Neuro-degeneration is the issue that keeps me awake at night.
The existing theory is that axons get de-myelinated by the immune system attacks and begin to degenerate (as they are no longer supported by the myelin). Some re-myelination takes place saving some axons in the RR stage. Eventually, after a period, a sufferer moves into the progressive stage where axons are dying off leading to more and more disability.
So the treatment theory is to focus on the immune attack and in particular inflammation. The CRABs only reduce attacks by 30%, Tysabri by 66%, Campath and Mitoxantrone by 75%ish. In the case of the last two, they appear to provide stabilisation and in some cases reductions in EDSS. So there seems to be some evidence to support the theory that substantiually reducing attacks / inflammation does seem to save axons.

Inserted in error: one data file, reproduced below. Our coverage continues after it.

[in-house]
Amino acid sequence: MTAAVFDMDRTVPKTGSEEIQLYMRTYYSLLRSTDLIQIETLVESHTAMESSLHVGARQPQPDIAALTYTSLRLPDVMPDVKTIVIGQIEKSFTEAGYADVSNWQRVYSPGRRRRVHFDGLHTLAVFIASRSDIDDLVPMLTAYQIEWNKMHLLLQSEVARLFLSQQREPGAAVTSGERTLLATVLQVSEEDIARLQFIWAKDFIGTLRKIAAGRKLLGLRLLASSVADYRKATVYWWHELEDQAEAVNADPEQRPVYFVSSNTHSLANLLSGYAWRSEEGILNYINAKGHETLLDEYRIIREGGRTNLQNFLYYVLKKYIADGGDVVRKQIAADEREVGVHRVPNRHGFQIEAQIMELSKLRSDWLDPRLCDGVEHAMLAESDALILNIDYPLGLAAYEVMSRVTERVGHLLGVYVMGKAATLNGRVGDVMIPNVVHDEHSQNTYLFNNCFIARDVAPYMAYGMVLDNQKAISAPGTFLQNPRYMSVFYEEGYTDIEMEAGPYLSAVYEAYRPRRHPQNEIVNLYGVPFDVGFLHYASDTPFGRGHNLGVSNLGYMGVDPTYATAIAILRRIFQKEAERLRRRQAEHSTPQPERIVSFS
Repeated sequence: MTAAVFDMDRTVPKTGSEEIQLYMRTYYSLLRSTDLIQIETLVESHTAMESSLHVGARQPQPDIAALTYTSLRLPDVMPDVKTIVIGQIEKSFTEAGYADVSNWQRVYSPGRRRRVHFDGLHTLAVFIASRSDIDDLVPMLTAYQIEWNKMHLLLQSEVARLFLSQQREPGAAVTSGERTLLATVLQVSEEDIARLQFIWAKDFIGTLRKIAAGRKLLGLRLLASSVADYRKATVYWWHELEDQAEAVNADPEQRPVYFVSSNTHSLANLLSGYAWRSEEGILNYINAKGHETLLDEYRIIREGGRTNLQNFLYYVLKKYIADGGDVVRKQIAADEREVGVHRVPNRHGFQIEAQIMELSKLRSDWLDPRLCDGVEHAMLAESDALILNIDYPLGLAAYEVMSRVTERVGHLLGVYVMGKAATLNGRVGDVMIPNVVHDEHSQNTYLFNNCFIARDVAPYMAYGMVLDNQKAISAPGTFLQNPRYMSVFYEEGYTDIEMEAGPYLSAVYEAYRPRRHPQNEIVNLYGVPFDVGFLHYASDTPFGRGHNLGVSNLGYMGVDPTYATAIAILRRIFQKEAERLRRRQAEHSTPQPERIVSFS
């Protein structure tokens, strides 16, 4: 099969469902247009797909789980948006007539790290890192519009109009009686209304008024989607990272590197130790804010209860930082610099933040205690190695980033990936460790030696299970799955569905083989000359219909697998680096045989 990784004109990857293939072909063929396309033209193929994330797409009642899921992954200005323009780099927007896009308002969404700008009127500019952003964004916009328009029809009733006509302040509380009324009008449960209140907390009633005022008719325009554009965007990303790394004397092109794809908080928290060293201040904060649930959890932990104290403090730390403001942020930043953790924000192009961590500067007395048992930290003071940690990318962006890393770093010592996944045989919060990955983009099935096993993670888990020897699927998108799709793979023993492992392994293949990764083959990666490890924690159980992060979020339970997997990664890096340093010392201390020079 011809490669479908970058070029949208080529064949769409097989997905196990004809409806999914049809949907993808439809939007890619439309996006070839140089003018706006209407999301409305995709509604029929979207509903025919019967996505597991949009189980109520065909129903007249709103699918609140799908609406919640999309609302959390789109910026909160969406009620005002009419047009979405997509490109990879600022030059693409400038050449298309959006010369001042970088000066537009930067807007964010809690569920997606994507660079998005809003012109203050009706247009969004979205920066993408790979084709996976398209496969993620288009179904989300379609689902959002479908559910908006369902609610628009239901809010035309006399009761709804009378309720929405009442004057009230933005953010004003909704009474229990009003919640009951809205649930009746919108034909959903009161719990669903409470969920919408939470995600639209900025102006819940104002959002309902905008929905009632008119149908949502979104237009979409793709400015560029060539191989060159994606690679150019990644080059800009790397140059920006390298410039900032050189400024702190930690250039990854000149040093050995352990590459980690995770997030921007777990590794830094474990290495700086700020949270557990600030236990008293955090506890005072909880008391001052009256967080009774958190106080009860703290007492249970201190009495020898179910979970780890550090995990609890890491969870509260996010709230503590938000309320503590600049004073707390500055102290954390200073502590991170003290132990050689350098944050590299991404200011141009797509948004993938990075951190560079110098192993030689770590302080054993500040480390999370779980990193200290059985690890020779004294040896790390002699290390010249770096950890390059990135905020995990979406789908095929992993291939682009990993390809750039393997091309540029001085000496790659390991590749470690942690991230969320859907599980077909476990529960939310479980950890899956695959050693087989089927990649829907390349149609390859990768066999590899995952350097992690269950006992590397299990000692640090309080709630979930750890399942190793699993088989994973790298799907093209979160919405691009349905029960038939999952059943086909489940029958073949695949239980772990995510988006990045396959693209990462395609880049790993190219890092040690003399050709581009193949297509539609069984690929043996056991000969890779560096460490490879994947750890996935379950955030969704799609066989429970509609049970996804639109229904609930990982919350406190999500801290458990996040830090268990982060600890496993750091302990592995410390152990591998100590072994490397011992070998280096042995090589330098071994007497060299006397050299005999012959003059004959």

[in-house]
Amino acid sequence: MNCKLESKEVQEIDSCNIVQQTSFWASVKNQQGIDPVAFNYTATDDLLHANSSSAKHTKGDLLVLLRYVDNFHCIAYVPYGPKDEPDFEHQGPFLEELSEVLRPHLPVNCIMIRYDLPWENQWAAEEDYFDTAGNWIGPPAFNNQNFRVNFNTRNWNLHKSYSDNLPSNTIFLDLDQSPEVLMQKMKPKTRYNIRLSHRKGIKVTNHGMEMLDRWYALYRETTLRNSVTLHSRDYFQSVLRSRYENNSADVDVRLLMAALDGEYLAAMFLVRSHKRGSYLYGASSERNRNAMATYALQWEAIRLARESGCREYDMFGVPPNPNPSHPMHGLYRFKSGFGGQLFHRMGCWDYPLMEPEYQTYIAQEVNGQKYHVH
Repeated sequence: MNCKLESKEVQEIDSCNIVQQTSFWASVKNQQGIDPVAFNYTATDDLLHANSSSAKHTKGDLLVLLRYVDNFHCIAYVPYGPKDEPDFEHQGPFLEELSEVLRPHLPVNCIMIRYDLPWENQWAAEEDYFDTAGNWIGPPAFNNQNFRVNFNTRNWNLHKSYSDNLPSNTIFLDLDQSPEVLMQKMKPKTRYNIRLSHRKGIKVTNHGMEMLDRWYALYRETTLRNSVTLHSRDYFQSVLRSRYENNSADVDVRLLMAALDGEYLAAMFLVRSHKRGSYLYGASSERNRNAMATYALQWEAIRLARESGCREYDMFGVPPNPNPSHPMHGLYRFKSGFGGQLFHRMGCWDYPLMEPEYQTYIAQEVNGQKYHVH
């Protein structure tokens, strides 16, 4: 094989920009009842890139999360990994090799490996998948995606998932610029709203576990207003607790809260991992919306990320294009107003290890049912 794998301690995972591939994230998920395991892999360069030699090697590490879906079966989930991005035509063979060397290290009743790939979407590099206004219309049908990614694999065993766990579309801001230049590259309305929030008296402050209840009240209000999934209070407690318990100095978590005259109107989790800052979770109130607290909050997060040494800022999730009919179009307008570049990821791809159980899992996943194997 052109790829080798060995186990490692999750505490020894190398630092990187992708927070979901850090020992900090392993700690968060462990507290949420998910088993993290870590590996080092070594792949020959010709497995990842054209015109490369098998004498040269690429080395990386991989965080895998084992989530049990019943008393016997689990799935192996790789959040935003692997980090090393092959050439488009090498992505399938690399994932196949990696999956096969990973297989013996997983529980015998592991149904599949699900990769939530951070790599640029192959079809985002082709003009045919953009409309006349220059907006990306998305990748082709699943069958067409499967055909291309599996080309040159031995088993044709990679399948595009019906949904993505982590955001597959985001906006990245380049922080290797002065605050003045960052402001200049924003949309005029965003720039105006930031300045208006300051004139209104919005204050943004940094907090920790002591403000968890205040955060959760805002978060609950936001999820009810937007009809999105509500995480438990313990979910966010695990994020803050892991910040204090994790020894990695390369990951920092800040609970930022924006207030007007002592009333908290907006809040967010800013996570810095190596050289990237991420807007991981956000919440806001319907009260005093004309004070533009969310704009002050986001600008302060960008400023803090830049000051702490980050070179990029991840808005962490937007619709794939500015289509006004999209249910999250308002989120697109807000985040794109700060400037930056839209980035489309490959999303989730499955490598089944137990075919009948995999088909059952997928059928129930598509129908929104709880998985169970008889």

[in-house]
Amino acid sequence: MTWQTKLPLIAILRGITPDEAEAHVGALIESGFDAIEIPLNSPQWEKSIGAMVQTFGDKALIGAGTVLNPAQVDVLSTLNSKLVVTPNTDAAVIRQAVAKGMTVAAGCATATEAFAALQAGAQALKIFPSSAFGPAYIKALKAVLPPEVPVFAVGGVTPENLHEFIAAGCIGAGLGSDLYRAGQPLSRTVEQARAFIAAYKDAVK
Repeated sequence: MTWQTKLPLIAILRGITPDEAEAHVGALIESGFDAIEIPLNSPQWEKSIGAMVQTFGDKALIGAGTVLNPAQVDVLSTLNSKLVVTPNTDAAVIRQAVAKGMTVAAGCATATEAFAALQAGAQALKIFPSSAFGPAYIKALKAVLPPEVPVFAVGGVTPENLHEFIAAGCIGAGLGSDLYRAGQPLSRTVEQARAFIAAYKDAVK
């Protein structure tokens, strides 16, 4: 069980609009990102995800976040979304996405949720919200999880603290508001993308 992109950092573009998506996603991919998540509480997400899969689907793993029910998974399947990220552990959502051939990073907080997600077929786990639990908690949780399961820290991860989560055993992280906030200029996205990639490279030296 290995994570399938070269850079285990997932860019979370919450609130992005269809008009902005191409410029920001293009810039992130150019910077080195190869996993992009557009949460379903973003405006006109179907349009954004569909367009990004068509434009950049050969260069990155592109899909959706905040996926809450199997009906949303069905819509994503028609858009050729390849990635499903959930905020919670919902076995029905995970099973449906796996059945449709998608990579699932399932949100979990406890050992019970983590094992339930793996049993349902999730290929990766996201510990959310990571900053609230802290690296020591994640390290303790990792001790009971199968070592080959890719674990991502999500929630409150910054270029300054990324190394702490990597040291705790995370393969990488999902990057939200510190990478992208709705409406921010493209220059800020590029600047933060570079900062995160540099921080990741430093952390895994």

The complication for me is the damage to grey matter - MS was always described as a white matter (myelin) disease. Also PP MS where there are no attacks - axonal degeneration is the main feature from the start.
The question that the researchers have to answer is - Is MS a neuro-degenerative disease and the immune system responds (trying to clean up the damage) OR an inflammatory disease caused by the immune system which leads to neuro-degeneration? This appears to be the key - most research is focussed on the latter. It concerns me that diseases such as Parkinsons and Alzeimers are neuro-degenerative (involving some inflammation) but are not described as auto-immune like MS. But at the end of the day all three result in damage to the brain!
There is much research into neuro-degeneration and neuro-protection. And some neuro-protective drugs are being trialled.
Attached is a link to a UK Professor who is looking at the pathology of MS. She seems to be surprised at the extent of neuro-degeneration in MS. At least the researchers are looking out of the box, but it would be a scandal if the last 50 years of MS research were shown to be a waste of time.
http://www.mssociety.org.uk/research/re ... esiri.html